Anyone of us here today who is honest has to say that we have lost time. We have in some measure or another failed to invest at the level of the spiritual battle surrounding us today. What these editorial attacks on believers make abundantly clear is that the devil desires to tear apart everything that Christians hold precious in this country. It can happen! Before the meeting this morning, I was praying about a message that I recently heard on James Dobson’s “Focus on the Family.” A Christian from Germany who grew up during the years of the Hitler Youth and the Second World War was saying to Americans, “Don’t think it cannot happen here!” He pointed directly at the failure in the 1930’s of most German Christians to see the battle for what it was. Most dismissed the Nazis as crazy people who would never amount to anything. Believers failed to respond to the situation; they failed to stand up in the face of what was happening. Therefore, the few who did stand up were easily picked off and locked away. Believers failed to respond sufficiently to the challenge of the rising flood of immorality which poured into Germany during the 1920’s and 30’s.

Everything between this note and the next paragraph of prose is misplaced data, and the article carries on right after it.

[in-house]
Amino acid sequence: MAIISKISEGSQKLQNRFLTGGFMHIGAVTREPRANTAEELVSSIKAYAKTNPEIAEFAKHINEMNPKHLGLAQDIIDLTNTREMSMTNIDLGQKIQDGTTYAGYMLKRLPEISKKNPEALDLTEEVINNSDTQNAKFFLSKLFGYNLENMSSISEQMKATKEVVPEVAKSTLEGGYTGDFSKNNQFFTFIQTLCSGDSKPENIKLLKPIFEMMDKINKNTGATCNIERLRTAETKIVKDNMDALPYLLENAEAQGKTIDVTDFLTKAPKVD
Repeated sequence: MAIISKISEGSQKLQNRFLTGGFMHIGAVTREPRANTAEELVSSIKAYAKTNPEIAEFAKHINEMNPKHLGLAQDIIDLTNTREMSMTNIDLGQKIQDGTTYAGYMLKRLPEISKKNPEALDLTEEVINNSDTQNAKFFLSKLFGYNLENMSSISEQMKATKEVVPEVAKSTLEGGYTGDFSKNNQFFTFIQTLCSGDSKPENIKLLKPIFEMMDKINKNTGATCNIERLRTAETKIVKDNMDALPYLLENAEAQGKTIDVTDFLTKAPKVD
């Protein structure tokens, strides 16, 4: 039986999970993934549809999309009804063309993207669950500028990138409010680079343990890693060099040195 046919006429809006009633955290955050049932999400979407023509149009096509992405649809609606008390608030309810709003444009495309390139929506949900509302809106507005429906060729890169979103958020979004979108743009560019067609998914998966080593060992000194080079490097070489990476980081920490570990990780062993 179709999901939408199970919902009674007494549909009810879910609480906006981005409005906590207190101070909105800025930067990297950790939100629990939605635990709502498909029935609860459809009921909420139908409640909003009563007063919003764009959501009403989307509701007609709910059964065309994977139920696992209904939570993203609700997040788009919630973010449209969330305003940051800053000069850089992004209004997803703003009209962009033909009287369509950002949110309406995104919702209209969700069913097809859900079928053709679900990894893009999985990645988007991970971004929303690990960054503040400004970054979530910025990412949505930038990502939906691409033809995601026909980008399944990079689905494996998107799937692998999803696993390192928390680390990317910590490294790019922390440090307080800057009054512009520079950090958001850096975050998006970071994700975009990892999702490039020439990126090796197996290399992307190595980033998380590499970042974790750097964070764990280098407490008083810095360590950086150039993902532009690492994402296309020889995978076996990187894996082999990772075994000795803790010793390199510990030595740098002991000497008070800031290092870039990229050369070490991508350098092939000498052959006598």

Where were the people of God? Sinners are not the ones who are going to rescue the nation. It is the saints, and the saints cannot rescue the land by piling up the money and storing it in chests! The funds—and I am not just speaking of physical funds because it really comes down to lives—our lives and our funds must be invested at the front of the battle. The reality of our generation is that the hoof beats of war, famine, flood, persecution, extremism, and destruction are heard in the distance. I will not sit here and try to put a definite time on the matter, especially since the Bible warns us that no man “knows the day or the hour.”

We cannot know the times exactly, only the Father does! But we can have our ears attuned to know that as Jesus said, “The time is coming when no man will be able to work.” The time may come when we will no longer have religious liberty, when we will not be able to broadcast, when we will be forbidden to publish, and even when we will no longer be able to stand up to preach in the public square. In the 1970’s, on any Sunday afternoon that we wanted to, we could go to Central Park, or to Fort Tryon Park, or wherever we wanted to preach and have people respond to the Gospel. You cannot do that anymore! You have to get a permit—and they can say no to that permit! Who knows how much farther it will go?